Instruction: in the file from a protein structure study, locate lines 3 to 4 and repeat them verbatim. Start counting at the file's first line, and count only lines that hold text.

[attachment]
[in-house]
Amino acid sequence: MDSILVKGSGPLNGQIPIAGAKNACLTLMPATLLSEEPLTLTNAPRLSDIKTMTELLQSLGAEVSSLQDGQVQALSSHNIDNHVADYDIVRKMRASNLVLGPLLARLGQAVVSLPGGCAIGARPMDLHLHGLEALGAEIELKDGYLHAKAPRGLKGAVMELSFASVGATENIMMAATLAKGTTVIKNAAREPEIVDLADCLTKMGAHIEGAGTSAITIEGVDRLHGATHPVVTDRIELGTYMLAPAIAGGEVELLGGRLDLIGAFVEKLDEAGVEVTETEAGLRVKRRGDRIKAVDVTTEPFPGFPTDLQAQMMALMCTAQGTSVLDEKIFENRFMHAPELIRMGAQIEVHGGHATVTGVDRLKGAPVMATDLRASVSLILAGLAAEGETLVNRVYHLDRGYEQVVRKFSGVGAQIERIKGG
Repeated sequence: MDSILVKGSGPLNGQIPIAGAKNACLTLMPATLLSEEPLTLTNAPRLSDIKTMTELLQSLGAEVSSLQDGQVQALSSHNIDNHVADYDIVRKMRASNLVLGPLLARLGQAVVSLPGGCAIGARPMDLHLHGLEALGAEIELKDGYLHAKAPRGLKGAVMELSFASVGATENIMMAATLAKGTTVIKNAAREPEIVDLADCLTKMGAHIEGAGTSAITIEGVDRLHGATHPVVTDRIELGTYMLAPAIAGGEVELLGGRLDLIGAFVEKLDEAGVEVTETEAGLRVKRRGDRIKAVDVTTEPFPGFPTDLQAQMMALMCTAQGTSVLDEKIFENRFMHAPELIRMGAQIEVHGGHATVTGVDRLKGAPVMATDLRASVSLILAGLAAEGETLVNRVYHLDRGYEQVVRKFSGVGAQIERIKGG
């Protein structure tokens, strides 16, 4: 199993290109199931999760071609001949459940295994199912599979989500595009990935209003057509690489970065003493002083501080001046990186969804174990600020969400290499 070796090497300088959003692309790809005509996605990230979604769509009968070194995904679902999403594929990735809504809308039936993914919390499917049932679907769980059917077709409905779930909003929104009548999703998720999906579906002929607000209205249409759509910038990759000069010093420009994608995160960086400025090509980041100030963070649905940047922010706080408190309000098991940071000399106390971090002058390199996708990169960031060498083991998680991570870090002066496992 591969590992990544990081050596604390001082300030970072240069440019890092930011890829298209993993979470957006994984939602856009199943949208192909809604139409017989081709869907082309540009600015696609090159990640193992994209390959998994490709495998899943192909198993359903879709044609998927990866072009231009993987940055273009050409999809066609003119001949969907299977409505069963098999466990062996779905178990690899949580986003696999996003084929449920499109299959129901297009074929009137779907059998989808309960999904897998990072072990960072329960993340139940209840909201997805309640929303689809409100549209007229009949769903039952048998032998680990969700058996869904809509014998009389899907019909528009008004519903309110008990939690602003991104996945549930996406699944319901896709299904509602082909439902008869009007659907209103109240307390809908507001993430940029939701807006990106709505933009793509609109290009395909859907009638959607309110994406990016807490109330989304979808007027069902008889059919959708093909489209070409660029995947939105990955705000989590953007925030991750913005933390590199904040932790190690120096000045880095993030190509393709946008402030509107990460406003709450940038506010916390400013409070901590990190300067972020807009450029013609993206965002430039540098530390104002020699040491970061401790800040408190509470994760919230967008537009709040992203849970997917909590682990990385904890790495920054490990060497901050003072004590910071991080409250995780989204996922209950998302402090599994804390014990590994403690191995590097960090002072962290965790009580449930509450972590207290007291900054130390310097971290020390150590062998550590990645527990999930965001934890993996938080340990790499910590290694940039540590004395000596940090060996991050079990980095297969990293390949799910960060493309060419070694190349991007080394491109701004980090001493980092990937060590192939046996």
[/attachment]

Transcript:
Repeated sequence: MDSILVKGSGPLNGQIPIAGAKNACLTLMPATLLSEEPLTLTNAPRLSDIKTMTELLQSLGAEVSSLQDGQVQALSSHNIDNHVADYDIVRKMRASNLVLGPLLARLGQAVVSLPGGCAIGARPMDLHLHGLEALGAEIELKDGYLHAKAPRGLKGAVMELSFASVGATENIMMAATLAKGTTVIKNAAREPEIVDLADCLTKMGAHIEGAGTSAITIEGVDRLHGATHPVVTDRIELGTYMLAPAIAGGEVELLGGRLDLIGAFVEKLDEAGVEVTETEAGLRVKRRGDRIKAVDVTTEPFPGFPTDLQAQMMALMCTAQGTSVLDEKIFENRFMHAPELIRMGAQIEVHGGHATVTGVDRLKGAPVMATDLRASVSLILAGLAAEGETLVNRVYHLDRGYEQVVRKFSGVGAQIERIKGG
């Protein structure tokens, strides 16, 4: 199993290109199931999760071609001949459940295994199912599979989500595009990935209003057509690489970065003493002083501080001046990186969804174990600020969400290499 070796090497300088959003692309790809005509996605990230979604769509009968070194995904679902999403594929990735809504809308039936993914919390499917049932679907769980059917077709409905779930909003929104009548999703998720999906579906002929607000209205249409759509910038990759000069010093420009994608995160960086400025090509980041100030963070649905940047922010706080408190309000098991940071000399106390971090002058390199996708990169960031060498083991998680991570870090002066496992 591969590992990544990081050596604390001082300030970072240069440019890092930011890829298209993993979470957006994984939602856009199943949208192909809604139409017989081709869907082309540009600015696609090159990640193992994209390959998994490709495998899943192909198993359903879709044609998927990866072009231009993987940055273009050409999809066609003119001949969907299977409505069963098999466990062996779905178990690899949580986003696999996003084929449920499109299959129901297009074929009137779907059998989808309960999904897998990072072990960072329960993340139940209840909201997805309640929303689809409100549209007229009949769903039952048998032998680990969700058996869904809509014998009389899907019909528009008004519903309110008990939690602003991104996945549930996406699944319901896709299904509602082909439902008869009007659907209103109240307390809908507001993430940029939701807006990106709505933009793509609109290009395909859907009638959607309110994406990016807490109330989304979808007027069902008889059919959708093909489209070409660029995947939105990955705000989590953007925030991750913005933390590199904040932790190690120096000045880095993030190509393709946008402030509107990460406003709450940038506010916390400013409070901590990190300067972020807009450029013609993206965002430039540098530390104002020699040491970061401790800040408190509470994760919230967008537009709040992203849970997917909590682990990385904890790495920054490990060497901050003072004590910071991080409250995780989204996922209950998302402090599994804390014990590994403690191995590097960090002072962290965790009580449930509450972590207290007291900054130390310097971290020390150590062998550590990645527990999930965001934890993996938080340990790499910590290694940039540590004395000596940090060996991050079990980095297969990293390949799910960060493309060419070694190349991007080394491109701004980090001493980092990937060590192939046996």